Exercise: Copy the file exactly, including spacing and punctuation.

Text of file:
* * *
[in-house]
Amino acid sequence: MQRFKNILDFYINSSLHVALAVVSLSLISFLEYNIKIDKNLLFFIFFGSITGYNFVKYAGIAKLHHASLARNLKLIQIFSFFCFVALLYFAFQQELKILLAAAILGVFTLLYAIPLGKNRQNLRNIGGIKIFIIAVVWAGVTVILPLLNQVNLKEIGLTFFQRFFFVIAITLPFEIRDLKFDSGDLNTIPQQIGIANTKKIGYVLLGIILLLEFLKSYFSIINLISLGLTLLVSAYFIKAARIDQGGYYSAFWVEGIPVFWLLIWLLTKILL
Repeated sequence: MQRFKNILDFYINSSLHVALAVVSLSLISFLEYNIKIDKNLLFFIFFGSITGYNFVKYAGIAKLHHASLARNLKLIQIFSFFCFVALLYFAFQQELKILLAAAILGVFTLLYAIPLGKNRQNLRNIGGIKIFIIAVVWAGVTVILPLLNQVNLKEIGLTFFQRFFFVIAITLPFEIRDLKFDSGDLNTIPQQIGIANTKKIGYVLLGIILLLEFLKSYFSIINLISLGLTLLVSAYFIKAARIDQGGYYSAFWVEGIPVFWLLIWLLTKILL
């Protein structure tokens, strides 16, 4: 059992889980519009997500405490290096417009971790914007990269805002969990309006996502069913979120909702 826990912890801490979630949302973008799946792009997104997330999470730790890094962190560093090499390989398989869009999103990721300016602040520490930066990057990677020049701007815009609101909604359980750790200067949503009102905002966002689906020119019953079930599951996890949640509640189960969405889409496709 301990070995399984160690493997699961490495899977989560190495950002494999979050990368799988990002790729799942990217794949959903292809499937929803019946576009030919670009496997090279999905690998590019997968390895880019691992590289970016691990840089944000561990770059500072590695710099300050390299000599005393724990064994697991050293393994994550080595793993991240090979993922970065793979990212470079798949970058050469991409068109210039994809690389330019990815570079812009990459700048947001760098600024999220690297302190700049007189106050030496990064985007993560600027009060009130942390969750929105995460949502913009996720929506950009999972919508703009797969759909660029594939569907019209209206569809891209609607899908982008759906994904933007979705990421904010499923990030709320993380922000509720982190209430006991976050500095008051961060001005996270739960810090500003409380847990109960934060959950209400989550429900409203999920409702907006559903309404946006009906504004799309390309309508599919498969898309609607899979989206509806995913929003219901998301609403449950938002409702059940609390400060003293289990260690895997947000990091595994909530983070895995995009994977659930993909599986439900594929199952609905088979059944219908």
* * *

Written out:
[in-house]
Amino acid sequence: MQRFKNILDFYINSSLHVALAVVSLSLISFLEYNIKIDKNLLFFIFFGSITGYNFVKYAGIAKLHHASLARNLKLIQIFSFFCFVALLYFAFQQELKILLAAAILGVFTLLYAIPLGKNRQNLRNIGGIKIFIIAVVWAGVTVILPLLNQVNLKEIGLTFFQRFFFVIAITLPFEIRDLKFDSGDLNTIPQQIGIANTKKIGYVLLGIILLLEFLKSYFSIINLISLGLTLLVSAYFIKAARIDQGGYYSAFWVEGIPVFWLLIWLLTKILL
Repeated sequence: MQRFKNILDFYINSSLHVALAVVSLSLISFLEYNIKIDKNLLFFIFFGSITGYNFVKYAGIAKLHHASLARNLKLIQIFSFFCFVALLYFAFQQELKILLAAAILGVFTLLYAIPLGKNRQNLRNIGGIKIFIIAVVWAGVTVILPLLNQVNLKEIGLTFFQRFFFVIAITLPFEIRDLKFDSGDLNTIPQQIGIANTKKIGYVLLGIILLLEFLKSYFSIINLISLGLTLLVSAYFIKAARIDQGGYYSAFWVEGIPVFWLLIWLLTKILL
């Protein structure tokens, strides 16, 4: 059992889980519009997500405490290096417009971790914007990269805002969990309006996502069913979120909702 826990912890801490979630949302973008799946792009997104997330999470730790890094962190560093090499390989398989869009999103990721300016602040520490930066990057990677020049701007815009609101909604359980750790200067949503009102905002966002689906020119019953079930599951996890949640509640189960969405889409496709 301990070995399984160690493997699961490495899977989560190495950002494999979050990368799988990002790729799942990217794949959903292809499937929803019946576009030919670009496997090279999905690998590019997968390895880019691992590289970016691990840089944000561990770059500072590695710099300050390299000599005393724990064994697991050293393994994550080595793993991240090979993922970065793979990212470079798949970058050469991409068109210039994809690389330019990815570079812009990459700048947001760098600024999220690297302190700049007189106050030496990064985007993560600027009060009130942390969750929105995460949502913009996720929506950009999972919508703009797969759909660029594939569907019209209206569809891209609607899908982008759906994904933007979705990421904010499923990030709320993380922000509720982190209430006991976050500095008051961060001005996270739960810090500003409380847990109960934060959950209400989550429900409203999920409702907006559903309404946006009906504004799309390309309508599919498969898309609607899979989206509806995913929003219901998301609403449950938002409702059940609390400060003293289990260690895997947000990091595994909530983070895995995009994977659930993909599986439900594929199952609905088979059944219908």